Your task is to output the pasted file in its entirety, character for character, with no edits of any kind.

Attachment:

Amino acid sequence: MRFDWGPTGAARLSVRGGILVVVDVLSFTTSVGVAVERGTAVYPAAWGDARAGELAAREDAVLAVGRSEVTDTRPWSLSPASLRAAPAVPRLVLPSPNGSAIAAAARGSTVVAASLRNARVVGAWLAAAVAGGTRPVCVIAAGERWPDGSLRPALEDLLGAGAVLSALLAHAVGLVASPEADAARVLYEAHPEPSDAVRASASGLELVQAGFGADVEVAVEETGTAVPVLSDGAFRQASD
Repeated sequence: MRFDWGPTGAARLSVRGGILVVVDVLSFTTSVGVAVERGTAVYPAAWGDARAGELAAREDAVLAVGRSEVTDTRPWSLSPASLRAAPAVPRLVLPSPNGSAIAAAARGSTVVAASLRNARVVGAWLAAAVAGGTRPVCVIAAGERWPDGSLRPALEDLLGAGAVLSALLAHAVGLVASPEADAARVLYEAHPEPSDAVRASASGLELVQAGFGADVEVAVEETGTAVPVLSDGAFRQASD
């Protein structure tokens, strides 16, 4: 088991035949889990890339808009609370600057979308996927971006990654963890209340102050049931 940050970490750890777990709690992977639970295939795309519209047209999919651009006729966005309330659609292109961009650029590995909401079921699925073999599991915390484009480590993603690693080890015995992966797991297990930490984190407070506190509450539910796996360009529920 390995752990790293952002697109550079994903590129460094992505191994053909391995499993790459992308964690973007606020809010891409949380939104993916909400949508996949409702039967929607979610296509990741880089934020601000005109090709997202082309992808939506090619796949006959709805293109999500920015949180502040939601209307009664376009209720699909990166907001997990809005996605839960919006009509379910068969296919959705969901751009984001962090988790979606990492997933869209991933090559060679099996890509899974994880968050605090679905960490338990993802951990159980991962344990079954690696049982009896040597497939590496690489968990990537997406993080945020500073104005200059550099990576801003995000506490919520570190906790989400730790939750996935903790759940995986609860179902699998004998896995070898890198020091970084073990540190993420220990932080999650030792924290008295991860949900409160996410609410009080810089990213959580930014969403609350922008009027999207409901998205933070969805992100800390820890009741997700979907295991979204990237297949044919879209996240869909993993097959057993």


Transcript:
Amino acid sequence: MRFDWGPTGAARLSVRGGILVVVDVLSFTTSVGVAVERGTAVYPAAWGDARAGELAAREDAVLAVGRSEVTDTRPWSLSPASLRAAPAVPRLVLPSPNGSAIAAAARGSTVVAASLRNARVVGAWLAAAVAGGTRPVCVIAAGERWPDGSLRPALEDLLGAGAVLSALLAHAVGLVASPEADAARVLYEAHPEPSDAVRASASGLELVQAGFGADVEVAVEETGTAVPVLSDGAFRQASD
Repeated sequence: MRFDWGPTGAARLSVRGGILVVVDVLSFTTSVGVAVERGTAVYPAAWGDARAGELAAREDAVLAVGRSEVTDTRPWSLSPASLRAAPAVPRLVLPSPNGSAIAAAARGSTVVAASLRNARVVGAWLAAAVAGGTRPVCVIAAGERWPDGSLRPALEDLLGAGAVLSALLAHAVGLVASPEADAARVLYEAHPEPSDAVRASASGLELVQAGFGADVEVAVEETGTAVPVLSDGAFRQASD
């Protein structure tokens, strides 16, 4: 088991035949889990890339808009609370600057979308996927971006990654963890209340102050049931 940050970490750890777990709690992977639970295939795309519209047209999919651009006729966005309330659609292109961009650029590995909401079921699925073999599991915390484009480590993603690693080890015995992966797991297990930490984190407070506190509450539910796996360009529920 390995752990790293952002697109550079994903590129460094992505191994053909391995499993790459992308964690973007606020809010891409949380939104993916909400949508996949409702039967929607979610296509990741880089934020601000005109090709997202082309992808939506090619796949006959709805293109999500920015949180502040939601209307009664376009209720699909990166907001997990809005996605839960919006009509379910068969296919959705969901751009984001962090988790979606990492997933869209991933090559060679099996890509899974994880968050605090679905960490338990993802951990159980991962344990079954690696049982009896040597497939590496690489968990990537997406993080945020500073104005200059550099990576801003995000506490919520570190906790989400730790939750996935903790759940995986609860179902699998004998896995070898890198020091970084073990540190993420220990932080999650030792924290008295991860949900409160996410609410009080810089990213959580930014969403609350922008009027999207409901998205933070969805992100800390820890009741997700979907295991979204990237297949044919879209996240869909993993097959057993």